A friend and I were shopping at Pacific Place in Seattle, which houses a theatre in its mega-consumerist confines.
A theatre line snaked all the way around the concourse and I asked one of the people what they were waiting for: "Proof," she replied.
A movie newly released and starring Gwyneth Paltrow and Anthony Hopkins (no, I don't want to talk about the stars or even much about the plot), the movie deals with madness, particularly madness transmitted from parent to child.
The genetic nature of mental illness is a topic I can't approach scientifically -- just emotionally.
I don't know whether it is typical to look at one's parents' behavior -- cooly dissected away from one's love for those parents -- and think, "That's crazy." And, "I wonder if I act like that."
I don't know whether other people have done that, but I have.
Both my parents have passed away and therefore are reading this from an elevated view ... I'm sure a painting will soon come crashing off the wall, symptom of displeasure from one or both after they read this ...
but in hindsight, I'm sure I am the product of a depressive and a mild bipolar. Should I be ashamed? Afraid?
I'm neither. At this point in my life, I see their lives as cautionary tales. But then, I'm fortunate. I've read extensively about maladies that may or may not have been passed to me genetically, I've worked with one of the best practitioners of "the talking cure," I live in a time when psychotropic drugs -- admittedly not the panacea one would hope for -- are available to mitigate the worst symptoms of what may or may not have been inherited.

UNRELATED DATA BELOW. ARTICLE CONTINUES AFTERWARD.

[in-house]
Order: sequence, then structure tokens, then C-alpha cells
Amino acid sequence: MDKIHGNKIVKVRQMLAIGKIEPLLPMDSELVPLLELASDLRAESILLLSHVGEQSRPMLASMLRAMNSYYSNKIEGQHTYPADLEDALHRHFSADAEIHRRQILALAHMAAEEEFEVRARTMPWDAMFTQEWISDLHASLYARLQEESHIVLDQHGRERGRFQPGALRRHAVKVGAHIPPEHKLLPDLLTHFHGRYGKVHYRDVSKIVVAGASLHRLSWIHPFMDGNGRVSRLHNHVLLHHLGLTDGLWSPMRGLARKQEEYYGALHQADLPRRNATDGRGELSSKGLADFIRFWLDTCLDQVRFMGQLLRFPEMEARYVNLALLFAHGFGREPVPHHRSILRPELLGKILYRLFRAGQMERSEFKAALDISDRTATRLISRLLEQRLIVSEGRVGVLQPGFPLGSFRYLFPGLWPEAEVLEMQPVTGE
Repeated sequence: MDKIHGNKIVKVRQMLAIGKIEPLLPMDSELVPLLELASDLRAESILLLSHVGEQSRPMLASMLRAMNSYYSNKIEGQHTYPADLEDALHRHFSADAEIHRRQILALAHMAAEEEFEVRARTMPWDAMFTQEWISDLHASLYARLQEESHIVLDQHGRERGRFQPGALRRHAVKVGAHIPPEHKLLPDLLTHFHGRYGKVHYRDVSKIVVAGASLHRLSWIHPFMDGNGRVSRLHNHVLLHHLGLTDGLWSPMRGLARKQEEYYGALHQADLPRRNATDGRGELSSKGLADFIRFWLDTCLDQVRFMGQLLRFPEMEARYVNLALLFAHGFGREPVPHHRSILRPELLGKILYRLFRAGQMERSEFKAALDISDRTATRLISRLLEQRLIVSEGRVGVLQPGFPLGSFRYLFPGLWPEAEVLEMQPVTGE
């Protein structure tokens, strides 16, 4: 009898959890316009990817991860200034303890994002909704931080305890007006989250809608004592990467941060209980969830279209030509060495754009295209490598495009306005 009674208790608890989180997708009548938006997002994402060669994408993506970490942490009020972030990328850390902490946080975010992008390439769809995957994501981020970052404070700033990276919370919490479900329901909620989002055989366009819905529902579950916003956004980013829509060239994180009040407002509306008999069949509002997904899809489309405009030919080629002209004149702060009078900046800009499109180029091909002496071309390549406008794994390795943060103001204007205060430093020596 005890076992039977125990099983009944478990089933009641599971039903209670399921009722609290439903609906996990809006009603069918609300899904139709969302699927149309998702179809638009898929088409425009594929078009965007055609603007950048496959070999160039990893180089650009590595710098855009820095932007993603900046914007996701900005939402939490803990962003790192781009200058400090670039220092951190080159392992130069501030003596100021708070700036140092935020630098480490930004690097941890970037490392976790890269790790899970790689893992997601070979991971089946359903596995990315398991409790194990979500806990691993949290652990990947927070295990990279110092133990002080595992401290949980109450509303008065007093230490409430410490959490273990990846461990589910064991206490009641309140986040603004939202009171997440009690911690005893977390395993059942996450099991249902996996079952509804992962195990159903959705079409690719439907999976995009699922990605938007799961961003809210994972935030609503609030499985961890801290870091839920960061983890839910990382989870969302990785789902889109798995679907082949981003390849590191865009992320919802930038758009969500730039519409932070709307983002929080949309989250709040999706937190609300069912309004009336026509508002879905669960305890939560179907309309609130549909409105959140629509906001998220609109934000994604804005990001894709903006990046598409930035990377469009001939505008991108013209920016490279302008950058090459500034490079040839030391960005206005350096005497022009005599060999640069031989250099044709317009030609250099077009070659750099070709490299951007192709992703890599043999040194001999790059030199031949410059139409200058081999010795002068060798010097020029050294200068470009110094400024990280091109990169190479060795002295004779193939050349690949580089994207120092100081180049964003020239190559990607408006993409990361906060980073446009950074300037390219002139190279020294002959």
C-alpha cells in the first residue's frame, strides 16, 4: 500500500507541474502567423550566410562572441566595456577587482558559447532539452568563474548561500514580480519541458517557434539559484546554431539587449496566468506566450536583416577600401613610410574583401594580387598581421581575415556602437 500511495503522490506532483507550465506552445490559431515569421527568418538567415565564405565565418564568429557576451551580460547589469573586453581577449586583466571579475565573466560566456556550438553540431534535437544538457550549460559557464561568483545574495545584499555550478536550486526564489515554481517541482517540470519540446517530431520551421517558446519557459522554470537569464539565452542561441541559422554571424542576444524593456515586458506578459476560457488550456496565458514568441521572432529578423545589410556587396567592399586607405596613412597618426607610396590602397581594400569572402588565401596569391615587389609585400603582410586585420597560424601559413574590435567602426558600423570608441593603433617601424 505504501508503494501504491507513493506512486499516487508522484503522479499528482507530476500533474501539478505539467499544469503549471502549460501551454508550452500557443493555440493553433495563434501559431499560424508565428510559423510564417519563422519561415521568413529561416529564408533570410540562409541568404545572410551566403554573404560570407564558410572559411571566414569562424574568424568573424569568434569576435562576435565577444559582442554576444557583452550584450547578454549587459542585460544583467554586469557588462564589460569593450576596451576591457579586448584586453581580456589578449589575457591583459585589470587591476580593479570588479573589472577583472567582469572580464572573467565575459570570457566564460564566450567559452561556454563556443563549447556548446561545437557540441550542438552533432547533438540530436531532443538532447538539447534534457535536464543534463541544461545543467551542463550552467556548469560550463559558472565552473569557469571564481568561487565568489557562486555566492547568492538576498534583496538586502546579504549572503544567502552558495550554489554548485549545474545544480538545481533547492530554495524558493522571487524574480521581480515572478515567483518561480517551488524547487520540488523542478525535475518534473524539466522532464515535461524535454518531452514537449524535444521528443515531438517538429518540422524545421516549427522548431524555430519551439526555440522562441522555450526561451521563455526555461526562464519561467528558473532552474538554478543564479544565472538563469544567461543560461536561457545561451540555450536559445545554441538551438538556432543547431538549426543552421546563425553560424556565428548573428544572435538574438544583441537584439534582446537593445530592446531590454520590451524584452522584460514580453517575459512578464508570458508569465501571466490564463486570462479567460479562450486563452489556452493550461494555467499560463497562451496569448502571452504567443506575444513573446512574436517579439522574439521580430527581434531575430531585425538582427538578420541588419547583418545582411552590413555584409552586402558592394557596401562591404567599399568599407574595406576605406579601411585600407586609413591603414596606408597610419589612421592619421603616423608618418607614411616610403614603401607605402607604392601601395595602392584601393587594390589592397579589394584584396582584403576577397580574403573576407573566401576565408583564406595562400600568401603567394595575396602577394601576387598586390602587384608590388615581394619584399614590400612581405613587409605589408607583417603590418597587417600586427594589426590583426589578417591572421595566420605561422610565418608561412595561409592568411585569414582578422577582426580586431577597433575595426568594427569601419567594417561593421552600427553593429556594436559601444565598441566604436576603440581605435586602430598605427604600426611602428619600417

In one blogpost I spoke of "being in the dark room," the quality of being oblivious to one's behavior and its effect on others.
If the foreknowledge and forewarning of genetically transmitted illness can at all be seen as a gift, it is that you have an opportunity to shed scales from your eyes in a way that our parents couldn't dream of.
If you choose, you can use this information to exit the dark room.
Intellectual knowledge of what may be components of your "self," your personality, isn't the gift. The gift is using what you think may have been given -- to gain insight about who you really are.
This is a labyrinthine topic ... with all sorts of implications. There are ways in which knowledge of genetic predisposition can be absolutely devastating. Genetic information can truly be seen as the Tree of Knowledge against which Adam and Eve were warned.
And please understand that I am commenting mildly and in a fairly superficial manner about this.
It's that "may or may not have been" that's the sticking point. Who knows, really, what is your very own -- what does "your very own" mean? -- and what is genetic? And what does it matter, except to ineffectually assign blame for what now seem to be inescapable outcomes?
This is all so ambiguous still, and we may come to see this ambiguity as a golden era. In most cases, knowledge certainly isn't yet at the stage of being "proof." And when the proof is painful, who wants to know for certain?
Today's fragrance: "Truffle accord," hm. Well, there is a rich fermented scent to the first sniff of Une Rose, Edouard Fléchier's creation for Frederic Malle. But that could also be the "wine dregs" stated in the fragrance notes, which also include Turkish rose absolute and geranium. It's a complicated mix deserving the "heady" label. There's a fecundity to this perfume, a fertility. No girliness here. A serious rose scent that demands respect. It's beautiful but requires thought. That's ok. I'd like to be perceived that way.